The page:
Welcome back to another one of our Weekly Community Roundups, everyone! We saw quite a number of tweets in this past week, including some great recommendations for our platform. Let’s take a look at everything that's been going on.
Vydia is dedicated to helping creators gain more control over their audio and video content with a centralized tool for distributing, managing, protecting, and optimizing AV files. Vydia’s software team describes themselves as a “DevOps team first and foremost” delivering new features and updates in a tight loop. They are always in search of new ways to improve and modernize the development process.
Developing new features for our platform is one of the key ways we can make sure we are giving you the best service possible — and we wouldn’t be able to do it without your help. Let’s take a look at all the feature requests that we have received in the past two weeks!
Back in 2017, I wrote a post titled “3 pro tips for Developers working with Kinesis streams”, in which I explained why you should avoid hot streams with many Lambda subscribers. When you have five or more functions subscribed to a Kinesis stream you will start to notice lots of ReadProvisionedThroughputExceeded errors in CloudWatch.
Imagine you are driving a car on a freeway. Your speedometer is telling you you’re going 62 mph. But you “gotta go fast”. Faster than then 65 mph speed limit. So you go for it: first 68mph, then 75mph, then 80mph. Then you pass a police officer hiding in a speed trap. To your dismay, they pull you over and give you a ticket. All is not lost: there is a silver lining here. It’s the perfect analogy is to understand how indicators, objectives, and agreements all work with each other.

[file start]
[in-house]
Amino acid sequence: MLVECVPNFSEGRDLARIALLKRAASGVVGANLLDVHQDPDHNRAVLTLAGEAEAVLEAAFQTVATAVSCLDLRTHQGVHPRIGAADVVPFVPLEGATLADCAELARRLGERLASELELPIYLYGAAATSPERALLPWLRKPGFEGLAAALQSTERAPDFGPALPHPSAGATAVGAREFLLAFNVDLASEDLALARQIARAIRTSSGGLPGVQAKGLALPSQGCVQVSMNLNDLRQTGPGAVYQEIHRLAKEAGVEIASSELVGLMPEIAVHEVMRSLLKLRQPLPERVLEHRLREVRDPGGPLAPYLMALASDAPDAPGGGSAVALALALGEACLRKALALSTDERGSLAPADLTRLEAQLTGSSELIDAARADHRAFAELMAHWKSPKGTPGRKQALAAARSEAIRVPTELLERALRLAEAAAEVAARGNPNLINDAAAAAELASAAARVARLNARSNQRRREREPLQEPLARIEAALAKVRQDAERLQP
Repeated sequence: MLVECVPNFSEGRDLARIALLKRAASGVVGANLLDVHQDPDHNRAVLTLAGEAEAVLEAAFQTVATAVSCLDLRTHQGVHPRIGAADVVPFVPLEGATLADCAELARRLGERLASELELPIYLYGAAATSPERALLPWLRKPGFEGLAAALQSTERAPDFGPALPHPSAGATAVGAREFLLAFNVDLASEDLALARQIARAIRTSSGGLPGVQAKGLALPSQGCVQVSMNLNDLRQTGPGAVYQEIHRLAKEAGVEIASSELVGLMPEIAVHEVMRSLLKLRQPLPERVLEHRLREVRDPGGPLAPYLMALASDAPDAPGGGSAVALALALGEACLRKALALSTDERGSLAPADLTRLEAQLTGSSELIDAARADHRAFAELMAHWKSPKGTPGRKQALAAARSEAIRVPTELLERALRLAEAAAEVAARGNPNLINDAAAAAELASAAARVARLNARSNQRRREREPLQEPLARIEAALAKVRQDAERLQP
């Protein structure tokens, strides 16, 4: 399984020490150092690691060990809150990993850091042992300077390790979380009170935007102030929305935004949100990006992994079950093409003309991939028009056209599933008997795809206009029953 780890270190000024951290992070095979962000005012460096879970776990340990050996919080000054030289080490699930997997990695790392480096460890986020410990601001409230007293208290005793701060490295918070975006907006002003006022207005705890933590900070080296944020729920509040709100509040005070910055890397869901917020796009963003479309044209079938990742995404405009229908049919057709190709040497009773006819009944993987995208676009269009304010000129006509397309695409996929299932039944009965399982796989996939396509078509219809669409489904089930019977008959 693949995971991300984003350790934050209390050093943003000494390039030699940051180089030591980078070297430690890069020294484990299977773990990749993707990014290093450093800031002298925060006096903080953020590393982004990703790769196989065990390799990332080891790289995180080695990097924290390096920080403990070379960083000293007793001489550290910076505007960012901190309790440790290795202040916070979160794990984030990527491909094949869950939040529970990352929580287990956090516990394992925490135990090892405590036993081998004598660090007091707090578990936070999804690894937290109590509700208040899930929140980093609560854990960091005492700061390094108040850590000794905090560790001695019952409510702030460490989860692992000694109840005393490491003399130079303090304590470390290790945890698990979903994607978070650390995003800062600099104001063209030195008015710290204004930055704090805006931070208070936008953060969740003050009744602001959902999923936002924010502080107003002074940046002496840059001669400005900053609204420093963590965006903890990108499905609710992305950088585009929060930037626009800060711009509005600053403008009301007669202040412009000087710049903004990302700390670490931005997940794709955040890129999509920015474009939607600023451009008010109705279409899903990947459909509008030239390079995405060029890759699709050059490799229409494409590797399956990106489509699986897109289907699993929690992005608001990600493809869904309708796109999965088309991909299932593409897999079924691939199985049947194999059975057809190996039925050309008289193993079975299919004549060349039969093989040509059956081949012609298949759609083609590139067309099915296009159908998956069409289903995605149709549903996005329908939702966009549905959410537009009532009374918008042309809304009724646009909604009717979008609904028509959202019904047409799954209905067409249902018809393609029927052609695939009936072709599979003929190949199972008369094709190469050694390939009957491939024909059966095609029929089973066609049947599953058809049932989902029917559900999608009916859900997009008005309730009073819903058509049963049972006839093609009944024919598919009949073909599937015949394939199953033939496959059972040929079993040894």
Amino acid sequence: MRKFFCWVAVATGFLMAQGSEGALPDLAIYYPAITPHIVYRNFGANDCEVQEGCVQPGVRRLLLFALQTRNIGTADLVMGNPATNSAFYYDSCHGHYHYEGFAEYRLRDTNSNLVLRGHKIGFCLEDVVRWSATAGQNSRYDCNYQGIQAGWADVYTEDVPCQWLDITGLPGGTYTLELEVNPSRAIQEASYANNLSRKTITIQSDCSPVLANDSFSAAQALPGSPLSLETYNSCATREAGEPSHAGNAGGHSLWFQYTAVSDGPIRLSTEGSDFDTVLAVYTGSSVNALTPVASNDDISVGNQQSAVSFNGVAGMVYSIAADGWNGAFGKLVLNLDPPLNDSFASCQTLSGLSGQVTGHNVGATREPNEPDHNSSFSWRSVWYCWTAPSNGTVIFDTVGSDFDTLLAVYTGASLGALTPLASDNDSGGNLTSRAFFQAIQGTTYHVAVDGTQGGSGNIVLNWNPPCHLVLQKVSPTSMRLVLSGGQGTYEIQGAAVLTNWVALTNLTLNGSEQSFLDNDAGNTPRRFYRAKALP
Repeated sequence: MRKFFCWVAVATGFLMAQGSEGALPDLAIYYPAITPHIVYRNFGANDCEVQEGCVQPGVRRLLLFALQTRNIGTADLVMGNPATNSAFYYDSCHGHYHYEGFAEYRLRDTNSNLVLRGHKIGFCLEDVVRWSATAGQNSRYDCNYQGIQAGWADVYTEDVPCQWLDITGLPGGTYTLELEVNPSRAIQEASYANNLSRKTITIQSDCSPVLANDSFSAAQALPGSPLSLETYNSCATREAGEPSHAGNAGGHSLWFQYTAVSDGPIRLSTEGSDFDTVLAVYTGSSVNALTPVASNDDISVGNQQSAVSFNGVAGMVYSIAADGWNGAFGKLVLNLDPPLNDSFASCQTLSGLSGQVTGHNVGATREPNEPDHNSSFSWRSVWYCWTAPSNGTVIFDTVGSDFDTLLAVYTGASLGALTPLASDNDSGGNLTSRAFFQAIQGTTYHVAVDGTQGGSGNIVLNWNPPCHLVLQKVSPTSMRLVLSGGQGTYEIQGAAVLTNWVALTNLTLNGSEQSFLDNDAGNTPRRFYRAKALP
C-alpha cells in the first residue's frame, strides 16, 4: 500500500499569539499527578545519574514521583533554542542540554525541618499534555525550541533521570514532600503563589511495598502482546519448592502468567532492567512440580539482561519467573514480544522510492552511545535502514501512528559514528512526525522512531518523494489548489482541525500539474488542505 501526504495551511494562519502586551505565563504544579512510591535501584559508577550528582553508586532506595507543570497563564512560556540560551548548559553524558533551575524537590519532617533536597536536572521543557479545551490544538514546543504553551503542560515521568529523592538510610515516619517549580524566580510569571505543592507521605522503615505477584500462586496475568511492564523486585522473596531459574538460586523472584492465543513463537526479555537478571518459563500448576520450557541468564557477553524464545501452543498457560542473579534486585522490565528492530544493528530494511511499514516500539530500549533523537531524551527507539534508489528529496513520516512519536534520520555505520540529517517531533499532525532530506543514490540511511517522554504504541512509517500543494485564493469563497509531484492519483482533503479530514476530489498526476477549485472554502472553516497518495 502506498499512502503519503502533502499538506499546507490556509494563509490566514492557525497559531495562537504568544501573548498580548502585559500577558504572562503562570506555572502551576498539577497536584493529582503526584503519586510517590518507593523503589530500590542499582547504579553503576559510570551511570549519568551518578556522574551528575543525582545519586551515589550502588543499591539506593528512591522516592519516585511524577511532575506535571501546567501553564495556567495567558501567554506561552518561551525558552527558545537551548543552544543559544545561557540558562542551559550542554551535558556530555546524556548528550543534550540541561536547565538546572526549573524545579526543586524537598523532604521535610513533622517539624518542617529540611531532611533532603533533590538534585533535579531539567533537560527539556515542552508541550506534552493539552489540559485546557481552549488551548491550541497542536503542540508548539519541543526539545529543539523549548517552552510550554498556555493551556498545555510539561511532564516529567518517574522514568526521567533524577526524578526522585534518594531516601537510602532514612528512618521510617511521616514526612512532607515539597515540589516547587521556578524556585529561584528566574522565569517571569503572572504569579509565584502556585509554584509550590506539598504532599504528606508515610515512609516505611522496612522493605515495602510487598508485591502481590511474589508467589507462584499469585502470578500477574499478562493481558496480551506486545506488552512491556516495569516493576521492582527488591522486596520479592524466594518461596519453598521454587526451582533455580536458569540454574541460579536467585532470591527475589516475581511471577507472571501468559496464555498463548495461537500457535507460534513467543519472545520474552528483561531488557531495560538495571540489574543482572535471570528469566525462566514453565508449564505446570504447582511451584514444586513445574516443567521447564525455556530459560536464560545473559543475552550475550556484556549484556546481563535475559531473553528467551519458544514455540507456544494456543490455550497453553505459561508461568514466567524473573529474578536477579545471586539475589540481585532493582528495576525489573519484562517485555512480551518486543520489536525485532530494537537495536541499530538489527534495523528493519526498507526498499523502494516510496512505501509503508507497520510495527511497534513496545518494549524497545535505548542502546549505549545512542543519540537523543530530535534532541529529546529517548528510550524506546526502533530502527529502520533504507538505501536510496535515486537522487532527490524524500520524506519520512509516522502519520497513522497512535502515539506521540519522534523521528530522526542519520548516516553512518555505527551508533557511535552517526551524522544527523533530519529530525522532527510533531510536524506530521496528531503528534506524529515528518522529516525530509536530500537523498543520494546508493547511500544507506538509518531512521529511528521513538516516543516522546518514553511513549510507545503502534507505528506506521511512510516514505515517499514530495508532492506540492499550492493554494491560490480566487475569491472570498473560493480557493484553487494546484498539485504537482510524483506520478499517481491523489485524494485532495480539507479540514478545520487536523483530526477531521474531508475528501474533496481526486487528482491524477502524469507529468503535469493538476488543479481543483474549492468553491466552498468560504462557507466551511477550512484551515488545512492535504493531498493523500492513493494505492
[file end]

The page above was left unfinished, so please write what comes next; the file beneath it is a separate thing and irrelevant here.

Infrastructure as code is an important methodology for ensuring that your distributed systems are treated as cattle and not pets. Your Kubernetes and Rancher clusters are no different. You should be able to provision your Rancher clusters, your Kubernetes clusters, and all of your apps with automation.
AKS is the managed service from Azure for Kubernetes. When you create an AKS cluster, Azure creates and operates the Kubernetes control plane for you at no cost. The only thing you do as a user is to say how many worker nodes you’d like, plus other configurations we’ll see in this post. So, with that in mind, how can you improve the AKS cluster performance of a service in which Azure pretty much manages almost everything?
Kubernetes is a highly distributed, microservices oriented technology that allows devs to run code at scale. K8S revolutionized cloud infrastructure and made our lives a whole lot easier in many aspects. Developers don’t have to do anything but write code and wrap it in the docker container for K8S to handle. But even its greatest enthusiasts will admit debugging Kubernetes pods is still a pain.
Infrastructure management has come a long way. (Mostly) gone are the days of manual configurations and deployments, when using SSH in a “for” loop was a perfectly reasonable way to execute server changes. Automation is a way of life. Configuration management tools like Chef, Puppet, and Ansible — once on the bleeding edge — are now used by most enterprises.
Because DevOps practices can bring great speed and reliability to the software delivery lifecycle, release management can seem daunting. But, the improved visibility and collaboration brought about by DevOps can also help with the release management process. While the general concept of release management doesn’t really change between ITIL (IT Infrastructure Library) and DevOps, there are a few ways that the process differs.